By Tony J. Peterson
The world of turkeys, especially for eastern turkey hunters, is increasingly growing smaller. Just like when it comes to bowhunting whitetails, the turkey hunter is often forced to hunt smaller and smaller chunks of ground. This might mean you’ve got one spot where setting a blind is worth it.
That should theoretically result in a pretty simple choice where to plant your butt during the season, but it’s oftentimes not such an easy choice. On even 15 acres, you might have a few places worth putting a blind or one super spot for season-long action. Just where that is located will often depend on what’s going on across the fence on land you can’t hunt.
Aerial Sleuthing & Glassing
A couple years ago, I only had one property to hunt near my house in the Twin Cities. No one would call it big at 29 acres. Half of that acreage, however, was wetland bringing down the huntable timber to about 14 acres. The spot I picked for my blind wasn’t anything special, other than I knew it was the easiest spot for gobblers cruising the neighbor’s field to hear me.
They wouldn’t be able to see my decoys until they committed, but they’d certainly know I was trying to have a conversation with them. The first time I slipped in to hunt the blind, it was already 2pm, but I didn’t have choice. Within an hour I’d struck up a lively back-and-forth, and soon enough he strutted through the woods into my spread. At a shade over 26 pounds, the longbeard is the heaviest I’ve put down in a lifetime of turkey hunting.
He fell victim to my arrow on a small property, partially because I’d spent a fair amount of time scouting via aerial photography. I knew there was a long, skinny hayfield within maybe 150 yards that wasn’t visible to any part of the property I had permission on. It was an obvious spot for cruising strutters, and I knew the best bet was to call into the airspace around that field and cross my fingers.
Occasionally when you’re dealing with small-property birds, you can glass neighboring fields to see what is happening. In that case, the visuals will give you a good sense of where the birds are traveling and how close they might be to where you can hunt.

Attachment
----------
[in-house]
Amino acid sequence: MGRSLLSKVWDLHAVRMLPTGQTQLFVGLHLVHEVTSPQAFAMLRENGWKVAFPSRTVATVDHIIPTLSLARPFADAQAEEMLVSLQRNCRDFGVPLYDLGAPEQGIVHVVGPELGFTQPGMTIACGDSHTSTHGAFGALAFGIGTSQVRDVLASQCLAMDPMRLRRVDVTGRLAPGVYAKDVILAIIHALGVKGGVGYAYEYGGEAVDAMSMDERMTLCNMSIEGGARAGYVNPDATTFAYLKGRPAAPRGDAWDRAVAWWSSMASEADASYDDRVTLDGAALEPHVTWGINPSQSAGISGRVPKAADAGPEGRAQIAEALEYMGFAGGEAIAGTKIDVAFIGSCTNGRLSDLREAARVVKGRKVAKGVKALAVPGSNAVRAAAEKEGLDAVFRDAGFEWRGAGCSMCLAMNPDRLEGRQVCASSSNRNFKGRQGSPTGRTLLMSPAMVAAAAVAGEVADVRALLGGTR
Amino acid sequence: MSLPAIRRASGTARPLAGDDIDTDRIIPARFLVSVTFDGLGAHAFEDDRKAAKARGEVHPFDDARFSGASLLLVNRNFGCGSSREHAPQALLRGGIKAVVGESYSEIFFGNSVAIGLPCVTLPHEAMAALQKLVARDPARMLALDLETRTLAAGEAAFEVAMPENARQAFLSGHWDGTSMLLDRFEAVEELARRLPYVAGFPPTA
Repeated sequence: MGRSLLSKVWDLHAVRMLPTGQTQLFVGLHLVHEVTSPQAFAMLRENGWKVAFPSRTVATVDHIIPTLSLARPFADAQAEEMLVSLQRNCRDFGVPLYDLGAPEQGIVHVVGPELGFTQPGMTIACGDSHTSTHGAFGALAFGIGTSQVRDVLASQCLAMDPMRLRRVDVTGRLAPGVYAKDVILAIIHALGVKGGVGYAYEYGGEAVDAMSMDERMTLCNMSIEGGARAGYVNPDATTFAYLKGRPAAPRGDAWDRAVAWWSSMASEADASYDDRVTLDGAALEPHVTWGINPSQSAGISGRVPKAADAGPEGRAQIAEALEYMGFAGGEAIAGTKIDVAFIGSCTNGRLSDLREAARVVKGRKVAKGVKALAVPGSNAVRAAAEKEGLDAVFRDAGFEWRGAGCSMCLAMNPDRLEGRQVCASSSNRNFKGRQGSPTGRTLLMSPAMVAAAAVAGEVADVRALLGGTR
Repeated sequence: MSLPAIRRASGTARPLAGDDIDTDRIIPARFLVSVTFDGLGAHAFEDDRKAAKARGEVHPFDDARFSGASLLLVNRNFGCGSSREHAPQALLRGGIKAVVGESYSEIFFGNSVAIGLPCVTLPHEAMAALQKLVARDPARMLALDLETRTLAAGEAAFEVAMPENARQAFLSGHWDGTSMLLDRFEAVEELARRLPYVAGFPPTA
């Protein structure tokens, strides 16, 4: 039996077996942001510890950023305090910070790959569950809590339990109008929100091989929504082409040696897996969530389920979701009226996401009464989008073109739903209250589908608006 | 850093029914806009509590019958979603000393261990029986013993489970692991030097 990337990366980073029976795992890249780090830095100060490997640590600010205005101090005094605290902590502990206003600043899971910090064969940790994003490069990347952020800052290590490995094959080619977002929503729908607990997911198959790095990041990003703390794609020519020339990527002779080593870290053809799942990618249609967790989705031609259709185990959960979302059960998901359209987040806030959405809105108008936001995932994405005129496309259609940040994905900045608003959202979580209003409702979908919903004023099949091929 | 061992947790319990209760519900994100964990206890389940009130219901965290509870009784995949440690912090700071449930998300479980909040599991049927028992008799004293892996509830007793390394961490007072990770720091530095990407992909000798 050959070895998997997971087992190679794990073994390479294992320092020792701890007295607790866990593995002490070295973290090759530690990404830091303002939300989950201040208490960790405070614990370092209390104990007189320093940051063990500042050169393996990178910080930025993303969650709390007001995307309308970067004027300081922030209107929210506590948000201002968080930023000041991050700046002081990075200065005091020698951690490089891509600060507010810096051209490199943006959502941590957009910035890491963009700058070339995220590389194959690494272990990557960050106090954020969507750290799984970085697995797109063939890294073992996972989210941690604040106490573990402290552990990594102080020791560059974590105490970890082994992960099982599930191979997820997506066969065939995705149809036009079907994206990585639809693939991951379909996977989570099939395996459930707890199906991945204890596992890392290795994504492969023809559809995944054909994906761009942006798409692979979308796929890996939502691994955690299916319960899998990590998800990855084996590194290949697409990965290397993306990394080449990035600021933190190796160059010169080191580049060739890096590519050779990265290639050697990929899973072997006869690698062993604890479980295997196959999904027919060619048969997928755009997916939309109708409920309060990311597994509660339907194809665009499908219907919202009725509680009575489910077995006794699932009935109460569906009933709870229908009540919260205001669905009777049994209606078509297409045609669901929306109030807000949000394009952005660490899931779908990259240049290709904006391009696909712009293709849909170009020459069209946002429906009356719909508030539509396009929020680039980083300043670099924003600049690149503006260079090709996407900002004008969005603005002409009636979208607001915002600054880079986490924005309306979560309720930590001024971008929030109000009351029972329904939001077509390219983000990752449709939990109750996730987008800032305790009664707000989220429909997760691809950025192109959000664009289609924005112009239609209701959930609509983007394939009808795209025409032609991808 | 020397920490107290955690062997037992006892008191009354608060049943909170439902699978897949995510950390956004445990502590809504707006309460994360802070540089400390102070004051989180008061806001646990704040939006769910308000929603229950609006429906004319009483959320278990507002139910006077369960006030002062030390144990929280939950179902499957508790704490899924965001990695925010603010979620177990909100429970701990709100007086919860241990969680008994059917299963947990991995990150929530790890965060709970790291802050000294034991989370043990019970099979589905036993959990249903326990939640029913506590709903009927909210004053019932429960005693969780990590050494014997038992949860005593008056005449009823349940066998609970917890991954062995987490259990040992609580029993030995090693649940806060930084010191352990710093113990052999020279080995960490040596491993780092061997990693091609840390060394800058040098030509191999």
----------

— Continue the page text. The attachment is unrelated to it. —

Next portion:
Trail cameras vary in their importance to me as a deer hunter. For turkey hunting, I use them a lot when I’m relegated to a small property. This is because hens and toms often feed and travel throughout the day in a circuit, and they might only dip through your woodlot every other afternoon.
I want to be in my blind then, versus riding out every sunrise listening to distant gobbles. Now, trail cameras can only provide a blueprint, but if you’re getting lots of seemingly random activity at lunchtime, you probably know when you should risk slipping in and hunting. You’ll also know where to set your blinds to have the best chance of being where the turkeys want to be.
A lot of turkey bowhunters feel it’s simply a matter of getting on a field edge or a food plot and putting in the hours until a bird shows up. Sure, this strategy can work because turkeys are pretty dumb and awfully predictable. But you also aren’t going to have as much in-your-face action with this strategy versus scouting and setting up where the birds want to be.
I volunteered a few years ago to be a mentor in a youth hunt and the property we got to set up on was a turkey haven. Unfortunately, we were met with a blizzard that suppressed a lot of the cheer in the hunters and the gobblers. The spot I was on with my youth hunter was too good though, and even in dismal conditions he dumped one early in the morning.
The secret to the spot? It was along a 100-acre cornfield that had one tiny area where a pile of birds had been dusting. You could find turkey sign the whole length of the field, but it was at maximum levels in that one area. This applies to small acreages as well and even if you think it doesn’t matter which end of the 20-acre woodlot you set up on, it does.
Not only does the neighbor’s land affect the birds you might run into, but there is bound to be a certain spot on any given property that the birds like to scratch, travel, roost, or whatever. Figure that out and use it to inform your decision on where exactly to place your blind.
It’s more fun to have a couple of sections to roam so that you can set up multiple blinds and have plenty of options. Unfortunately, that’s not reality for most of us in the midwest and especially the east. That doesn’t mean the limited-acreage turkey hunter can’t find a spot to go, though. You can – you just need to do a little sleuthing to figure out exactly how to set up to maximize your limited blind setups.